“Music was always a part of church. For me, growing up in a family where music was always around, you didn't quite take it seriously until you got a little bit older and you realised you could make a profession of it. A living.”
He shares with Mad Mike some quite conventional dreams of aspiration. His whole life, Mike has been preparing for his moment, studying the lives of the stars the way religious savants once studied the lives of the saints for inspiration and guidance. As we walk across the footy oval where Junior and his boy are kicking a ball back and forth, late one afternoon, Mike tells me he first came at music technically, learning production and helping out backstage. But it was watching performers living large in front of their audience that gave him the hunger.
“I wanted it too,” he said, and you can feel it coming off him in waves.
A guy who wants it so much, he built his own recording studio in a cupboard? You can trust him when he says he wants it. He is ready to go, to move on into the world.
“When I was a kid, it was all about community,” he says. “Sport and religion. And culture. I started playing football at four. I’m still playing.”
“You had that sense of community all the time; you’re playing with your people. It was real fun. There was always lots of events down the park.”
As a teen though, things change. It’s an old story you can hear as often as you care to listen – not just in Woodridge and Logan, but in the west and southwest of Sydney, where Junior’s family first settled in Australia. Or Ipswich, where I grew up. Or in a hundred other unremarkable places.
“When you become a teenager, things change,” Mike confirms. “Toys and little kid stuff isn’t your thing any more.”
“It can become dangerous then for young people. Especially because you don’t know what’s going on in people’s lives. The Wood was still deadly and fun. You still had a lot of community stuff going on, like youth groups, sport, basketball. I loved it. But I’ve been here for 25 years. It’s my time to move.”
“I’ve experienced everything there is to experience here, except for two things: jail and death,” he laughs, “and I’m not gonna do either.”
Of the two, Junior probably sailed closer to that side, running wild in the freedom of the years immediately after he graduated as school captain from Woodridge High.
“When they gave me that bit of freedom, they were probably the worst years of my life,” he says. “One friend was murdered. A couple of the boys committed suicide. I got locked up a few times, helicopters and police dogs after me.”
“I was stupid, man,” he shakes his head.
“I tried to avoid getting locked up. Our parents were always telling us we didn't have shit, eh. We were a poor family. Nobody had ever gone to uni or anything like that. I didn't even know the way Woodridge was seen from outside. Only after I’d been here a while. And then I was like, whoa, shit, this is the ghetto!”
He laughs at the idea. “This is the hood.” Even funnier.
Mike smiles. He has always lived here and only recently left the hood for the first time, to travel to Cairns after winning a prize as best new talent.
Junior’s parents were forever reminding him of the sacrifices they had made to get the family to Australia, of the opportunities and future that awaited him now he was here. He repaid them early, with a 10-day suspension from school for fighting in the car park. He explains that he was protecting his cousin and his rep. Yes. He understands it was dumb.
During the interview to talk his way back into school, he told the deputy principal he was going to be school captain. Everyone laughed at him, but he turned that back on them in his final year, when he was duly elected to the position.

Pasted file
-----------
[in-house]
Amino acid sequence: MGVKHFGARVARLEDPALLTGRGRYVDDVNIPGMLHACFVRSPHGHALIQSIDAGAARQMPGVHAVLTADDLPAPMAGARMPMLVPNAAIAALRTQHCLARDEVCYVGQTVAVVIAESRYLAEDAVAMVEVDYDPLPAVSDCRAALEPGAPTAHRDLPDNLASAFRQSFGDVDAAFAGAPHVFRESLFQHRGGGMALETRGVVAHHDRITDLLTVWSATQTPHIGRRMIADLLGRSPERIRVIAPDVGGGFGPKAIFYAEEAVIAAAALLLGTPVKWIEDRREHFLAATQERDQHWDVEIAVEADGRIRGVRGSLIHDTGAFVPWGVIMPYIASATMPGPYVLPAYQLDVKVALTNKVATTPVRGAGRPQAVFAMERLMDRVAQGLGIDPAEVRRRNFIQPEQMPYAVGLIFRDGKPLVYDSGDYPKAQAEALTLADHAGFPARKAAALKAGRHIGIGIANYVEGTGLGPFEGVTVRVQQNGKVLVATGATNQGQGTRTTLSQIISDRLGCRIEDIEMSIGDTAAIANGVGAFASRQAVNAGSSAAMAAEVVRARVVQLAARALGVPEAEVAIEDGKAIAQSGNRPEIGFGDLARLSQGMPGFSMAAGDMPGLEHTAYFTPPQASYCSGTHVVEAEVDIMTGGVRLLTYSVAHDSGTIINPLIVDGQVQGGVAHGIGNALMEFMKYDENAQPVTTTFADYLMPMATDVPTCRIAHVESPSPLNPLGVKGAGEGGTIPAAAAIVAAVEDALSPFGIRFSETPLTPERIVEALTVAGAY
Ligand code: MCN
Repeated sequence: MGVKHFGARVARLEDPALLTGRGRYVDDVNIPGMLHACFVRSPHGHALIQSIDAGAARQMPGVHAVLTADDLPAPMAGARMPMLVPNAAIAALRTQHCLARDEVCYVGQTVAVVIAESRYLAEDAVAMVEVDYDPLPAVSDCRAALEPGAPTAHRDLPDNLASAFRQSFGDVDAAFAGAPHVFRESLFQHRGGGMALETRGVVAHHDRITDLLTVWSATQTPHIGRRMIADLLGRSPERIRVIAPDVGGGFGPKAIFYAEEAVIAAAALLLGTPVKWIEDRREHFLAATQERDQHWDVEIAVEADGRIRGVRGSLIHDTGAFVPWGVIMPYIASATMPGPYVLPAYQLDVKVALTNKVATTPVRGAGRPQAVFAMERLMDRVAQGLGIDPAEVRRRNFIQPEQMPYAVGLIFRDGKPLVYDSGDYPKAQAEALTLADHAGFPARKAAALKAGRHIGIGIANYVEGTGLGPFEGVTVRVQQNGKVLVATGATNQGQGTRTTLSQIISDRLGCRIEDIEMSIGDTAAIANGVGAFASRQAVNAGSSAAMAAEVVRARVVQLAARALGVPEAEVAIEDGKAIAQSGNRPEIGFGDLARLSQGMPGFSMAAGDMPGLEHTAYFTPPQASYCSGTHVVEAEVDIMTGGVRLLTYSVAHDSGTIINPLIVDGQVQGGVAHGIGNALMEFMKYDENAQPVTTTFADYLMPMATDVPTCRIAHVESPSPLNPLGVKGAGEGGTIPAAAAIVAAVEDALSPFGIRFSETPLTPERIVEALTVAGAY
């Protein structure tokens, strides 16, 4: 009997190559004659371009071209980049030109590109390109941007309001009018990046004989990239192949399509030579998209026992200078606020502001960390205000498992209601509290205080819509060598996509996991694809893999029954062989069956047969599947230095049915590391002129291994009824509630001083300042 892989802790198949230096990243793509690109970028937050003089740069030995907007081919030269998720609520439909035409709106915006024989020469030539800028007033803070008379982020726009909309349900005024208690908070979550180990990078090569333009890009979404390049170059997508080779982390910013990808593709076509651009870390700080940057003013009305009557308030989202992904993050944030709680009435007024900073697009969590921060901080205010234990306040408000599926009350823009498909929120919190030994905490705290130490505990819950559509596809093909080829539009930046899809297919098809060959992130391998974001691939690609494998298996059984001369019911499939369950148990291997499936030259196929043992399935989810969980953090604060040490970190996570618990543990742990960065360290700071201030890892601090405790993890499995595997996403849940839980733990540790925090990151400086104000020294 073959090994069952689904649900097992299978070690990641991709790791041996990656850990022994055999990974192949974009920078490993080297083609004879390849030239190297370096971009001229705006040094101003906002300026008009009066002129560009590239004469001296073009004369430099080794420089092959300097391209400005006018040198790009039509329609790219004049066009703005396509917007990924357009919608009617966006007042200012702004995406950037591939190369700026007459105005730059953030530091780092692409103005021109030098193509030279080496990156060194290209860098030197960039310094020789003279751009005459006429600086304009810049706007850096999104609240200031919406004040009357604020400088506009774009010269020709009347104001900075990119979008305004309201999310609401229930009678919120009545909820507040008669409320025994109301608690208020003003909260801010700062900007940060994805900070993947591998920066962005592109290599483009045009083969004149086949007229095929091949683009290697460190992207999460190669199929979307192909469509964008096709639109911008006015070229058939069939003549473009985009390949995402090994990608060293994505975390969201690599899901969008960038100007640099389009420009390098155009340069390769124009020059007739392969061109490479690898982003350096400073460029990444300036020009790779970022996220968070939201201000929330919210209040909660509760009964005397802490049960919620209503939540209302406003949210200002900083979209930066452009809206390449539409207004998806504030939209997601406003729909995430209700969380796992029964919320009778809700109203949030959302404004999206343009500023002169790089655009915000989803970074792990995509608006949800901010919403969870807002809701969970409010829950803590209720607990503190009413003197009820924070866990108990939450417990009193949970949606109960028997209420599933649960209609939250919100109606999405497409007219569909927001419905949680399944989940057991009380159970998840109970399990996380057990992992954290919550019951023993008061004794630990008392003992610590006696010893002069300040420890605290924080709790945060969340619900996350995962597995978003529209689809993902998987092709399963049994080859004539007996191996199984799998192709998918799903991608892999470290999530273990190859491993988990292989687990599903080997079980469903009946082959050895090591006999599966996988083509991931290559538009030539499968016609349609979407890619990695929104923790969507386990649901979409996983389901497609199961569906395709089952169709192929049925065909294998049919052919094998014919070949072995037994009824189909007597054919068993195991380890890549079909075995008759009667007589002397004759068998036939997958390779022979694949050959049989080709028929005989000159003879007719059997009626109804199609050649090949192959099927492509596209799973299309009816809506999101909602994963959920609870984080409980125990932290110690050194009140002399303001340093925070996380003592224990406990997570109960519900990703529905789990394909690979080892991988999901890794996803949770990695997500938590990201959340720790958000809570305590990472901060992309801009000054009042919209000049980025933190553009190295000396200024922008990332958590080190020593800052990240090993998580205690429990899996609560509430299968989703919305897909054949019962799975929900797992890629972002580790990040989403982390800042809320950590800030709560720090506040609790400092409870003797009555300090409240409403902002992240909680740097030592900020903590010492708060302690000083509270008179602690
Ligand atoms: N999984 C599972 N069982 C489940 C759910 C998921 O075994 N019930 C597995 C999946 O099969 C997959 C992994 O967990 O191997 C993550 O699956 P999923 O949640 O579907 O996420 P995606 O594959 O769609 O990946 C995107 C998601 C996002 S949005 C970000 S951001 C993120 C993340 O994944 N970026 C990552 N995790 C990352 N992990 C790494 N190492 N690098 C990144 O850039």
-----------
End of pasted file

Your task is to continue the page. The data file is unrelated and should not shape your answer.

He heard the same laughter a few years later in court, during those wild years, when he was explaining to judge why he should go free after he’d been pursued through the city by helicopters and police dogs.
He’d gone to Southbank looking for a fight. Some homies had told him some other homies, who’d done this thing, that disrespected the other thing, they were in the city, in the tourist and entertainment precinct. Payback time. Junior was up for that, but the cops had his number. And they had helicopters and dogs. Junior’s backup was missing in action. He laughs it off, now that he can.
“People be like, ‘yeah, you a legend, bro, I got your back, I got your back for life, bro’. And I’m looking around thinking, ‘well, where the fuck are you now?’.
I thought, ‘I’m smarter than this. Why am I acting like this?’ I really, really had to reach rock bottom.”
So there was he was at rock bottom, standing in his Sunday best, explaining himself to the bench. He was studying, he told the beak. Trying to improve himself.
Nursing that tiny coffee cup and smiling at his youthful foolishness, Junior Finau told me, “I should have said arts or some shit, but I said criminology. The whole court room started laughing. My parents were there. It was embarrassing.”
“And because I was embarrassed, when the judge asked me why I was behaving this way, I cracked a joke. I said, ‘Your Honour, I think in order to be be the best case worker, you have to do both the theoretical and the practical work at the same time.”
His poor parents.
But everyone gets a second chance – or should – and with no conviction recorded, Junior pulled himself out the dive he’d been in. Like the Hilltop Hoods, he thanks his family and music for keeping him sane. He has all that now, and his work for the Justice Department. It turned out his early head start in theory and prac’ did come in handy.
He’s worked within the system for eight years and speaks with pride about the job he does and the people among whom he moves. It gives him a unique perspective on the occasional hysteria which can blow up, out of a place like Woodridge.
“I’ve worked with a lot families the last eight years,” he says. “People living in big houses on top of hills, they have the same problems as people in commission flats in the Wood.”
The colour of the problem might change with money, but the shape underneath remains the same.
“It’s all a struggle, eh?” says Mad Mike. “Real relationships are based on sharing the struggle, not comparing it.”
“Even if it’s black or white. It’s all the struggle. That’s why people feel alone, even though they’re all going through the same thing. They think their struggle is unique. It’s not.”
Photographs by Daniel Hartley-Allen
Additional photography by Yan Chen
The Logan Project is a two-part documentary series airing January 26 on SBS